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Italy, Florida, California, & China — 4 Demonstrated & Potential COVID-19 Paths

I spend probably far too much of my day reading about the COVID-19 pandemic. Sometimes I find stuff that’s uplifting and hopeful. Sometimes I find stuff that’s more or less terrifying. Much is up in the air because much is still unknown about the virus and its effects across a representative sample of humanity. A one percentage point difference on a variety of matters, including hospitalization rate of those infected and death rate of those infected, can result in an enormous difference across society. As far as I have seen, no one yet has a clear handle on some of these key factors, so keep that in mind as you read on (and share data in the comments if you think you have answers).

I spend probably far too much of my day reading about the COVID-19 pandemic. Sometimes I find stuff that’s uplifting and hopeful. Sometimes I find stuff that’s more or less terrifying. Much is up in the air because much is still unknown about the virus and its effects across a representative sample of humanity. A one percentage point difference on a variety of matters, including hospitalization rate of those infected and death rate of those infected, can result in an enormous difference across society. As far as I have seen, no one yet has a clear handle on some of these key factors, so keep that in mind as you read on (and share data in the comments if you think you have answers).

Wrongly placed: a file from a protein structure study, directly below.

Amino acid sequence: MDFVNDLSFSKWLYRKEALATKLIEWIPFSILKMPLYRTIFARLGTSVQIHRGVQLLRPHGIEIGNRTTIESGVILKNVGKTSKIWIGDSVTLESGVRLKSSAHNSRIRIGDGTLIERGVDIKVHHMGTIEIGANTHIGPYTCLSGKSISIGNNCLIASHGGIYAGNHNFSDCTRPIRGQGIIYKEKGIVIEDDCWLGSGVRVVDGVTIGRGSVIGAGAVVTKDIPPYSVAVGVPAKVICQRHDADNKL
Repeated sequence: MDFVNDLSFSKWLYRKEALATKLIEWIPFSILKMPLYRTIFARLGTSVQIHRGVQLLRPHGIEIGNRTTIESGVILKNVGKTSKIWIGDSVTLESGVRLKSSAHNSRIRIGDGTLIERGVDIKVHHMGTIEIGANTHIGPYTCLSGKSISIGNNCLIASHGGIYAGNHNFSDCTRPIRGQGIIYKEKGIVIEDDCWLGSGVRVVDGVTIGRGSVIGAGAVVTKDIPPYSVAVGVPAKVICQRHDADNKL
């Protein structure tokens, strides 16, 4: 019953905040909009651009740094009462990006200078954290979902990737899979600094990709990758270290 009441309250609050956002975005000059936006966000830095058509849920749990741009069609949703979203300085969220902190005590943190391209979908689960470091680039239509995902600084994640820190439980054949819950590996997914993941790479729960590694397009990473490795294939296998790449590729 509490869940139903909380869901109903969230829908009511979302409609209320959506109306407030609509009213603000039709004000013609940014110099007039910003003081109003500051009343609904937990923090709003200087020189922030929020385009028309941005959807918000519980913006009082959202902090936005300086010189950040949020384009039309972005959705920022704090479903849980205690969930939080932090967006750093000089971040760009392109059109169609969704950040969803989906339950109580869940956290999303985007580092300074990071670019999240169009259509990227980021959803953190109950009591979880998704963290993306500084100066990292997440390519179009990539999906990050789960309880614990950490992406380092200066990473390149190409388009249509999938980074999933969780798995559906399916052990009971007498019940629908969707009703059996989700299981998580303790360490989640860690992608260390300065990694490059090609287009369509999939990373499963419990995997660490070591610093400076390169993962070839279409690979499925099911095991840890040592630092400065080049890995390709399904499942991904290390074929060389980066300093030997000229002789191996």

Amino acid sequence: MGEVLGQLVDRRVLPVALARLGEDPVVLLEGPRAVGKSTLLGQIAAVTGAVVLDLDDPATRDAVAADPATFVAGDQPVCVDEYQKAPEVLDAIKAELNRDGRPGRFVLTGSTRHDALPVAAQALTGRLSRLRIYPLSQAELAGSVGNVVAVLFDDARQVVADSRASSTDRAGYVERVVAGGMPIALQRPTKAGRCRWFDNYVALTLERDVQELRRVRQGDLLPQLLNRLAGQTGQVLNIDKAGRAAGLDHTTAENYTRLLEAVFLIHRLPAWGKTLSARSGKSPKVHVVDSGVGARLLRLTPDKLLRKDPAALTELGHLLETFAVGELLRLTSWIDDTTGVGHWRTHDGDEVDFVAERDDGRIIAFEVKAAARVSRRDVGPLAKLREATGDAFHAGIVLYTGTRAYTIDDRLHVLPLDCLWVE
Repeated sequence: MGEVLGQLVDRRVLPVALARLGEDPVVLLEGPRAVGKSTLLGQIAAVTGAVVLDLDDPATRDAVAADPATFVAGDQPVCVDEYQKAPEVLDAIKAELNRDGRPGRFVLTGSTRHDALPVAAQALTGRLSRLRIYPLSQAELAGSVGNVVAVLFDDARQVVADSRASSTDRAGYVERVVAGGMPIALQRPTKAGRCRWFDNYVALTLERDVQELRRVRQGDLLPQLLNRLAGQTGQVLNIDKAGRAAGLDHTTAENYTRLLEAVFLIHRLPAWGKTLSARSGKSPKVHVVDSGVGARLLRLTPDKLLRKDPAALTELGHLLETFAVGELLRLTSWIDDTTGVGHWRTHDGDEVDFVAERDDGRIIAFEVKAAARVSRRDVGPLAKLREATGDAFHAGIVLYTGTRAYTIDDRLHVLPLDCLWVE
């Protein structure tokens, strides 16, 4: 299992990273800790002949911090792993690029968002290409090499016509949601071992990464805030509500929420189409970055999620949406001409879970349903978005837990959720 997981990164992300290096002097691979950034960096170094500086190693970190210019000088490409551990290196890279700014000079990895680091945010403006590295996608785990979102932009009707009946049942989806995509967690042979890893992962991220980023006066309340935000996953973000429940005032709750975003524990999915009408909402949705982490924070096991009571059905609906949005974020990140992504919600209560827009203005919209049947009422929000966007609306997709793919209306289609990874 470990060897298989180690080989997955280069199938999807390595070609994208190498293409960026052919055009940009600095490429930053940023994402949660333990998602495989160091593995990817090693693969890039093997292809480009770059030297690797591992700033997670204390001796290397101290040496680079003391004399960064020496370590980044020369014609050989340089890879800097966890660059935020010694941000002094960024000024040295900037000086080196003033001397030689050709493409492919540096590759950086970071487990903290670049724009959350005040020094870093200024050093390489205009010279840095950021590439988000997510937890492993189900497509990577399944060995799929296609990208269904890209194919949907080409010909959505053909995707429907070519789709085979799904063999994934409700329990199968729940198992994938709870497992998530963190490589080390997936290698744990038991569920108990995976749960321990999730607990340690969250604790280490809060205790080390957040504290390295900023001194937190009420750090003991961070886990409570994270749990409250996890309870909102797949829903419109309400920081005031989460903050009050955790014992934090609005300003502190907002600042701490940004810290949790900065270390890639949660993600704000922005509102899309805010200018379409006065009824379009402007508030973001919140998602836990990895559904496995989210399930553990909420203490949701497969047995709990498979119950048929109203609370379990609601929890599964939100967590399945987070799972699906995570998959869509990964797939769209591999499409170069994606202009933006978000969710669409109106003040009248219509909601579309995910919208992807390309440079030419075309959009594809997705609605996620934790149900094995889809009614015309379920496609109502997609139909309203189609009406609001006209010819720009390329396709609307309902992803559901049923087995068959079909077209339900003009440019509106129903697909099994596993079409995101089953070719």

Italy

I was partially compelled to write this update on COVID-19 because of an article I read today regarding Italy. The country is suffering a great deal for a variety of reasons — late response, lack of supplies, high elderly population, etc. We should all send some love Italy’s way. Additionally, if we don’t live in Italy, we should try to learn some lessons from what it is going through. One thing it is going through is a doctor a day has been dying there since March 11 — or more than a doctor a day, actually. Part of the problem is that the medical system has been so overwhelmed that many doctors came out of retirement to help, and since the virus has been so harsh on older people, a shocking number of them have died. Part of the problem is that they ran out of critical medical supplies (like masks), which has led to a higher number of doctors and nurses getting infected. Part of the problem is this is a novel coronavirus and we don’t have immunity or much knowledge about how to treat it.

“At least 2,629 Italian health workers have been infected by COVID-19 since the onset of the outbreak in February, according to a report published Wednesday by Italy’s Group for Evidence-based Medicine (GIMBE). That’s 8.3 % of the total number of infections in Italy, more than twice the rate in China, according to figures published on a medical site from the Journal of the American Medical Association.”

Unfortunately, the number of deaths of people with COVID-19 keeps rising.

Related: “This respiratory therapist treats coronavirus in New Orleans. He says the virus is a lot worse than you think.

California vs. Florida